One can think, “Oh well, yes, some parts, some things, ought to be given up, but not everything. You have to be a bit practical.” People are quite strong on particular points, and not so strong on other points. For instance, if one has made quite a lot of money by working extremely hard for it, then one thinks, “Well, I’m entitled to have this, I’ve worked for this. I’ve given the world, exchanged value, for this money. This has been honestly earned. People who have just inherited money, well, that really they ought to give up. They have done nothing for it and that should be given up.”  Whereas the people who have inherited perhaps fame, a famous name, they feel, “No, people who have worked for fame, all that fame and all that wealth is based on egoism, and consequently, the very success is a reinforcement of their egoism. Therefore, that should be given up. Something that simply drops, as it were, from heaven without any planning or effort at all, that is clearly a gift from heaven and as such, it should be accepted”.

Well, in this way, what the other people have is clearly a candidate for being given up; whereas what we ourselves have “doesn’t seem the right candidate for renunciation” said a master in meditation in the East. He said, “While we are full of desire and ambition, we are volcanoes and nothing can live in a volcano.”  Our teacher made this point. A country like New Zealand, which is extremely fertile is and was volcanic.  When the volcanoes have finally subsided, the land is extremely fertile.  Our teacher said this is also a yogic truth – that people of very strong passions, when those passions are finally pacified, the soil is extremely fertile for yogic inspiration. He made this point. He said, “They have got to be pacified and the life has got to become one-pointed, but that when it does, it will be a very fertile field and the yogic plants will grow there.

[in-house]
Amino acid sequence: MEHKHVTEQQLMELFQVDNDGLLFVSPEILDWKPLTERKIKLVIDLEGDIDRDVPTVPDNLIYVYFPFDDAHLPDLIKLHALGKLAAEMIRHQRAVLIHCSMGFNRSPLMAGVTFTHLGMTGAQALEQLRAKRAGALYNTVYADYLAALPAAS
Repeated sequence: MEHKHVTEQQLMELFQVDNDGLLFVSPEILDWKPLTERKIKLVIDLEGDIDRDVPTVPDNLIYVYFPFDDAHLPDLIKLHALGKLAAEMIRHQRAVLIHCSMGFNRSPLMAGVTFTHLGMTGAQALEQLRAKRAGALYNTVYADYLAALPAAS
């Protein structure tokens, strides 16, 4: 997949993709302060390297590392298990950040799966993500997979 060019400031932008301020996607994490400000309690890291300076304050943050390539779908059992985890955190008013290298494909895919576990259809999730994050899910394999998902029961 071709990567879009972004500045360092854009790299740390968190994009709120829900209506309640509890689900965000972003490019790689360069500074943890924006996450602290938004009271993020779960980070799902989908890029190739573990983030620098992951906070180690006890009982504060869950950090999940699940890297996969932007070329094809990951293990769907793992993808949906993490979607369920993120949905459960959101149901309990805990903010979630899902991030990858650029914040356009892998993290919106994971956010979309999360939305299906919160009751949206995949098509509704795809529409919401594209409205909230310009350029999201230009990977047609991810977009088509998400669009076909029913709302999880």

“We are marionettes,” Shankara says, “but we can free ourselves from being marionettes, from being whirled by the Maya of the Lord, by a method which the Lord himself gives us.” What happens then?  The actions of the marionette – which are fixed and determined and repetitive, so that our lives become simply a repetition again and again and again, of the same thing – can become free and creative and reflect the will of God, instead of reflecting our personal will.

Nobody likes to be told they are marionettes. When, after a meeting somebody says, “Oh well, of course, once he said that, you were bound to do that.”  You say, “What?” “Oh, yes, every time he puts something up, you always oppose it, don’t you?  We all know that. We had bets on it.” You say, “What, no!”  He says, “Yes. There was this and this and this, wasn’t there? It’s always vigorously opposed.”  And you say, “But everything he put up was very unsound”.  Then, they sometimes produce the ace of trumps. They say, “Do you remember that time when he put up something and you raised an objection?”  You say, ‘No, on the contrary, it’s the other way round,’” and then he thinks and says, “Do you know, I believe you are right,” – and you immediately say, “I’m wrong”.

© Trevor Leggett

Talks in this series are:

Part 1: Marionettes are referred to in the Gita

Part 2: We are whirled by Maya like marionettes

Part 3: Habitual likers and dislikers of illusion

See also: Marionettes and Free Agents